Davidson, Margaret

Fin ma granda deed in the 1930s, aabody gaithered in the parlour an viewed the corp in its kist. Ma granny hid stoppit the clock as a merk o respeck, because his life wis deen, an she happit aa the mirrors. Lang syne in auld Scotland fin warlocks war gaun aboot it micht hae bin tae prevent ony evil spirits frae comin intae the room throw the glaiss.I dinna ken. Bit she happit the mirrors, onywye.

Aabody roon aboot me wis spikkin, wis shakkin hauns, huggin een anither, strauchtenin their ties, or smoothin doon their skirts. Aa aroon me, fowk wear movin. Bit thon figure wis jist lyin there, he wisnae movin. His lips war blue, his face wis fite, drained o bleed. Jist lyin still he wis, straicht as a boord, stiff an still, an aabody movin roon him. An ma een gaed till him. They cudna keep aff him. Twa auld pennies war clappt ower his een. Ma ma cam ower, and telt me tae kiss him on the chikk. I didna wint till, bit mam said, 'Jist dee't fur yer granny's sake'.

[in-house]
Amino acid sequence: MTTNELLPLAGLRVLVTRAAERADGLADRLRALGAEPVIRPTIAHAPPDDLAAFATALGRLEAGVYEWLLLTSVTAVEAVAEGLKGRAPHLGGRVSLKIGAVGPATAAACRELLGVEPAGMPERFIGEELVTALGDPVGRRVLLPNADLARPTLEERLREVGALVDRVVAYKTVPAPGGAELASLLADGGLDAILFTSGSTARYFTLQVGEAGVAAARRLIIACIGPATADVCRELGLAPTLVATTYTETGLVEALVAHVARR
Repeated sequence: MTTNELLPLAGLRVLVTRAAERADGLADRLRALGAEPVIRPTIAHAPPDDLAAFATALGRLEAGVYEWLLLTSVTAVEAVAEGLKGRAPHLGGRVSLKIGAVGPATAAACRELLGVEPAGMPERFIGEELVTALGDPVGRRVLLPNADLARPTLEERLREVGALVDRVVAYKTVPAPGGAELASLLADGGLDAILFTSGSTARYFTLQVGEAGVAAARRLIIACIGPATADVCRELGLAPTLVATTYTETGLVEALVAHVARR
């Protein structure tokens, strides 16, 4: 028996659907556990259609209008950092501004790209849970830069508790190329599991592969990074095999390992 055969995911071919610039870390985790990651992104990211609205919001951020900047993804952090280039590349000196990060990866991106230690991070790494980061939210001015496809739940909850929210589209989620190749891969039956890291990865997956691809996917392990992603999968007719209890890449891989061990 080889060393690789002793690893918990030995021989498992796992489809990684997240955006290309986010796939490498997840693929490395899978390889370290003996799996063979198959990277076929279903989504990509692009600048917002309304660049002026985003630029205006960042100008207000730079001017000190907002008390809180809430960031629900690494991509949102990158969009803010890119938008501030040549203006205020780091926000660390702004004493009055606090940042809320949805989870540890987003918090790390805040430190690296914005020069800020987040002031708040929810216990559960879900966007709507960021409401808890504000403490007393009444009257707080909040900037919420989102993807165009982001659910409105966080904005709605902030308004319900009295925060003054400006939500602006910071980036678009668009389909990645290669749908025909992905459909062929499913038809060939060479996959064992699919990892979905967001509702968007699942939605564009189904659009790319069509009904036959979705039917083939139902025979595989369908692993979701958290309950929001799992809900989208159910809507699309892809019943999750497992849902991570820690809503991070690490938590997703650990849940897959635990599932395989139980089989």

It's something I've niver forgotten. I wis terrifeed. Absolutely terrifeed. I'd niver seen a deid body afore. I wis only sivven year auld. The body lay in the parlour fur 3 days, because aa the neebors cam tae pye their respecks. Then the funeral procession left the hoose. They cairriet the coffin in relays, aa the wye tae the kirkyaird ,which wis a mile awa. Nae weemin accompanied the coffin. Weemin bedd in the hoose. Lowerin the kist inno the grave wis man's wirk.

It wis a bonnie Spring day. I can see it in ma mind's ee yet, the hale village turnin oot, the hale village, a black phalanx o fowk. It wis wechty, the kist, on their showders. And they shifted ower, whyles, them that war cairryin the load, drapped back, an fresh mourners steppit forrit tae takk ower, an heist the timmer kist on anither set o showders.

As the passed, they myndit me on a flock o geese, fleein in formation ben the sky. Foo, fin the leaders grow weariet, they drap back an ithers cam forrit tae thole the brunt o the win awhile. As I said, I wis only sivven year auld. It's something I've niver forgotten.